This is an old question but I've worked out similar code recently so maybe this will help someone.
Yes latency is always useful in the calculation. But it is slightly more complex than RTT. Round trip time is always changing... your network code can keep an average, but the variance from that average is large.
The local client, remote client, and server all predict the current position using algorithms. The following data is close to typical:
- Time: t
- Placement: Position (x,y,z) and Orientation (x,y,z,w)
- Movement: Linear movement vector giving direction with length as speed (x,y,z), and
rotational movement vector giving axis with length as rotational speed (x,y,z)
You need the algorithms that extrapolate from a [T,P,M] set to the simtime. I won't be providing those here.
When the client registers a change in the drive of the ship at [T,P,M], that wont get to the server until T+deltaT. But if deltaT is within the tolerance of typical network latencies, the server can say "Yes it happened at T, I accept that." Otherwise it might want to correct the client saying "No thats out of tolerance, it happened at my time T' " in which case the client will have to REPLAY all the subsequently driven [T,P,M] changes from the server's corrected one (meaning you need to keep a queue or list of them).
The next client will get it at T+deltaT+differentdeltaT. It can't possibly change what it has already simulated, so if it isn't delaying it's simulation it will jump the remote ship and you will see a jerk frame. That's why remote driven ships should have their simulations delayed by a time consistently greater than 2*typicaldeltaT. It should be a constant delay, or a delay that changes gradually, and in times of severe lag you will see jerk frames nonetheless
You can smooth all jerks with extra smoothing code but don't do it until your code is otherwise flawless because it will just make it impossible to see where the problems are.
You must have a good synchronized time reference. A lot of code out there does it rather sloppily (e.g. RakNet doesn't (or didn't) do it very well). Here's a good hint: in the short run you can presume that everyone's clocks are running at the same rate, and you only need to figure out what the offset is, so keep a window of maximum and minimum offset and close it as you learn; In the long run you need to compensate for clients whose clocks are running fast or slow, so allow the window to open if you know for sure it must. You must use a local timesource that is monotonically increasing and not keyed off of the processor speed (which nowadays is variable).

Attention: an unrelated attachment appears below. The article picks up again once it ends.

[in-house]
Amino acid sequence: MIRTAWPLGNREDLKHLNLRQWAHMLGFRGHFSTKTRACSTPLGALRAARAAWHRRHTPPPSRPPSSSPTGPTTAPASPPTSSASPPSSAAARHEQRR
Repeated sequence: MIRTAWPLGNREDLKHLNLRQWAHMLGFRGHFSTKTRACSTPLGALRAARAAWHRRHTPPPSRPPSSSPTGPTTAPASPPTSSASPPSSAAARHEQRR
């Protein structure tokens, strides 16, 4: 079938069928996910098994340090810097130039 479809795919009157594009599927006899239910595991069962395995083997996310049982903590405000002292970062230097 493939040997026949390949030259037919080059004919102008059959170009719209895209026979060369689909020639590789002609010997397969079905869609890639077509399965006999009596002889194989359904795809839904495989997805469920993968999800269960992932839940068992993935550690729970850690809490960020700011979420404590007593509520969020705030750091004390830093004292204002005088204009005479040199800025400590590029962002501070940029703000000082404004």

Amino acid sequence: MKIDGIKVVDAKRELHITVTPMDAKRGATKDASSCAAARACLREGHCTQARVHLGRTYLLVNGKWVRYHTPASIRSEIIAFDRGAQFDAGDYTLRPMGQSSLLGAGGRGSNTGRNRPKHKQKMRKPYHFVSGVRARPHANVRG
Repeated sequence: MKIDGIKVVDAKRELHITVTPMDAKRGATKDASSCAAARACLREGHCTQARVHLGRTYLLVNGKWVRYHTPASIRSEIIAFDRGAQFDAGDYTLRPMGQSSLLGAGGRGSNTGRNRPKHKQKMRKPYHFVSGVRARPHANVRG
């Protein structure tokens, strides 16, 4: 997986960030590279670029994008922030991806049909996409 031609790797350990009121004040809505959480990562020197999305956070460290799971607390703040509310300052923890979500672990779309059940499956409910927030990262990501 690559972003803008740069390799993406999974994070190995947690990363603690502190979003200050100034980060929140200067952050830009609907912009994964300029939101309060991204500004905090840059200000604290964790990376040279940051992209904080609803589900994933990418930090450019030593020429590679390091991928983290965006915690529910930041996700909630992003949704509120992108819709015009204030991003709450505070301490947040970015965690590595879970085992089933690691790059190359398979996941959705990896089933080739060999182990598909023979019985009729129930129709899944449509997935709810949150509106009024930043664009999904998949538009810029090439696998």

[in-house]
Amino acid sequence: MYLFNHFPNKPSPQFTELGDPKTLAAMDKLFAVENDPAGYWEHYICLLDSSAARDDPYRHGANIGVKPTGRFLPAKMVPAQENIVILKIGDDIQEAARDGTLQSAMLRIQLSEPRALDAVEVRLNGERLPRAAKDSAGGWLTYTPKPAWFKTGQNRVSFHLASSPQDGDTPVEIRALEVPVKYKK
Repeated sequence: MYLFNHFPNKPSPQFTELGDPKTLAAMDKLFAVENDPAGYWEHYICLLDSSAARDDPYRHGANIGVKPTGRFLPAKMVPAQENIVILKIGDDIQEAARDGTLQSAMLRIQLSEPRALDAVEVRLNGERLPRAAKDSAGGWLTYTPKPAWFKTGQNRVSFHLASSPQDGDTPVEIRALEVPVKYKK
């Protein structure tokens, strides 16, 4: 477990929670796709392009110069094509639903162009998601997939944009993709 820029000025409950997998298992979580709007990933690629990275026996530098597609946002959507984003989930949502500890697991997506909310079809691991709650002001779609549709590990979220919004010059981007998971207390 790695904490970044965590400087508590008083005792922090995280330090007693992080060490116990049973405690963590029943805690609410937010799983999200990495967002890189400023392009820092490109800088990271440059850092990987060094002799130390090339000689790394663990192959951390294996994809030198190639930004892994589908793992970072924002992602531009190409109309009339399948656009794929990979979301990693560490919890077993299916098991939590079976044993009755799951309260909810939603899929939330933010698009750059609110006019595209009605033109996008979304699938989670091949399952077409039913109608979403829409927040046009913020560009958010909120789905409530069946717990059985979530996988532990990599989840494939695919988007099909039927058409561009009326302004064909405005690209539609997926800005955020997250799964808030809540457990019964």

No, don't delay the local simulation when the local "avatar" moves. It would seem way too unresponsive. You could delay it slightly (up to maybe 50ms) to help improve synchronization, but a delay all the way out to the RTT would make your game seem frustratingly unresponsive. Set an option for local delay and play with it, because a small consistent delay can be acceptable and improve synchronization. But it's not necessary and can cause lots of problems so I recommend doing that code last. (If you are trying to do a FPS melee game, you'll need to do this and all the other help you can get).
As for cheat prevention vs. simulation smoothness: First, the clients shouldn't just extrapolate from the last known position, when the official position changes. It should register an adjustment vector and slowly move from the old path to the new path for smoothness (but like I said above do this code last or it will mask other bugs). Secondly, the server should tolerate a wide range of delays... even on machines on the same ethernet the packet delay typically runs 5ms to 100ms or so... that is quite a range. Of course you need to cut it off and say "if you say you moved at time T but I got the packet at T + some_large_number then I think you are trying to adjust the past and lying to me." some_large_number shouldn't be much bigger than the average RTT to keep people honest.
The simulations will never be tightly synchronized. They should stay within 400ms or so over the Internet but certainly will stray outside of that during times of lag... to 30 seconds or more, and you need to tolerate things that that because they aren't rare. Given that the Internet is limited by the speed of light in copper, you can always expect one-way latencies to typically be in the range of at least 100ms minimum for your far clients, often 500ms or longer.
Therefore I highly recommend you don't try to make a melee FPS game over the Internet (some big companies try but will always have troubles). There are tricks you can do if you are using projectiles (by running them fast in one simulation and slow in the other) so that even though the timing is off, it looks on. Also, FPS games use the rule that hit-detection is based on the attackers simulation... it feels more wrong when the attacker knows he was dead on target and misses, then when a defender knows he was out of the way and gets hit anyways. You have to choose one or the other, and psychologically that's how it's been done. Melee requires a level of synchronization which is frankly impossible and most game companies won't touch MMORPG FPS melee but rather use auto-targetting (try playing Mortal Online, you will see what I mean).